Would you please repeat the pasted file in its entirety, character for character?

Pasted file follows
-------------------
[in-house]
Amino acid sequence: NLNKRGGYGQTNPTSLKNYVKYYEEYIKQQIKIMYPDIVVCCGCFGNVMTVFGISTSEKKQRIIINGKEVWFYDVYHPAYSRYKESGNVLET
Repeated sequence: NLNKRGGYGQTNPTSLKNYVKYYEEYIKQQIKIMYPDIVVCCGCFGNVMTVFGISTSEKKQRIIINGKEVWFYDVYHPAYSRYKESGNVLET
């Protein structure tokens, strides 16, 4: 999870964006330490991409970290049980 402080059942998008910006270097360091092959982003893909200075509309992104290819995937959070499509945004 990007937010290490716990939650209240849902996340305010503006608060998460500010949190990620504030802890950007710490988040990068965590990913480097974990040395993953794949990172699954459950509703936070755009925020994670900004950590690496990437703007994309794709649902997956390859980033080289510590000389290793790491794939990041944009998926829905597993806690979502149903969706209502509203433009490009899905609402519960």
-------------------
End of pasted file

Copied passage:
[in-house]
Amino acid sequence: NLNKRGGYGQTNPTSLKNYVKYYEEYIKQQIKIMYPDIVVCCGCFGNVMTVFGISTSEKKQRIIINGKEVWFYDVYHPAYSRYKESGNVLET
Repeated sequence: NLNKRGGYGQTNPTSLKNYVKYYEEYIKQQIKIMYPDIVVCCGCFGNVMTVFGISTSEKKQRIIINGKEVWFYDVYHPAYSRYKESGNVLET
């Protein structure tokens, strides 16, 4: 999870964006330490991409970290049980 402080059942998008910006270097360091092959982003893909200075509309992104290819995937959070499509945004 990007937010290490716990939650209240849902996340305010503006608060998460500010949190990620504030802890950007710490988040990068965590990913480097974990040395993953794949990172699954459950509703936070755009925020994670900004950590690496990437703007994309794709649902997956390859980033080289510590000389290793790491794939990041944009998926829905597993806690979502149903969706209502509203433009490009899905609402519960």